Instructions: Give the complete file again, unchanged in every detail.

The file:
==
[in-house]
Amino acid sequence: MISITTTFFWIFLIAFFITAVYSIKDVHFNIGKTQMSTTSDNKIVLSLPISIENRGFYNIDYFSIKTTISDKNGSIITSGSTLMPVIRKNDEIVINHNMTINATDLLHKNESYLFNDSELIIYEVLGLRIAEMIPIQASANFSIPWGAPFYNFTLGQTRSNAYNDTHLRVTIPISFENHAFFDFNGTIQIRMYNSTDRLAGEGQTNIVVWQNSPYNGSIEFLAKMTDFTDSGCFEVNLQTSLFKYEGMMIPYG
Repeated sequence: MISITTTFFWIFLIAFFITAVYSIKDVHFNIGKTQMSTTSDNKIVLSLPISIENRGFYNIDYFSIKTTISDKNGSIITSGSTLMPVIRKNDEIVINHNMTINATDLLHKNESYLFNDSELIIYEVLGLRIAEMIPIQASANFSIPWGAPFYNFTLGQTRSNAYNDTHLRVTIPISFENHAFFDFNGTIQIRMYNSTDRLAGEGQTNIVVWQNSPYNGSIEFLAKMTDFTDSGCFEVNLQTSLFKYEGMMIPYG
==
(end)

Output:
[in-house]
Amino acid sequence: MISITTTFFWIFLIAFFITAVYSIKDVHFNIGKTQMSTTSDNKIVLSLPISIENRGFYNIDYFSIKTTISDKNGSIITSGSTLMPVIRKNDEIVINHNMTINATDLLHKNESYLFNDSELIIYEVLGLRIAEMIPIQASANFSIPWGAPFYNFTLGQTRSNAYNDTHLRVTIPISFENHAFFDFNGTIQIRMYNSTDRLAGEGQTNIVVWQNSPYNGSIEFLAKMTDFTDSGCFEVNLQTSLFKYEGMMIPYG
Repeated sequence: MISITTTFFWIFLIAFFITAVYSIKDVHFNIGKTQMSTTSDNKIVLSLPISIENRGFYNIDYFSIKTTISDKNGSIITSGSTLMPVIRKNDEIVINHNMTINATDLLHKNESYLFNDSELIIYEVLGLRIAEMIPIQASANFSIPWGAPFYNFTLGQTRSNAYNDTHLRVTIPISFENHAFFDFNGTIQIRMYNSTDRLAGEGQTNIVVWQNSPYNGSIEFLAKMTDFTDSGCFEVNLQTSLFKYEGMMIPYG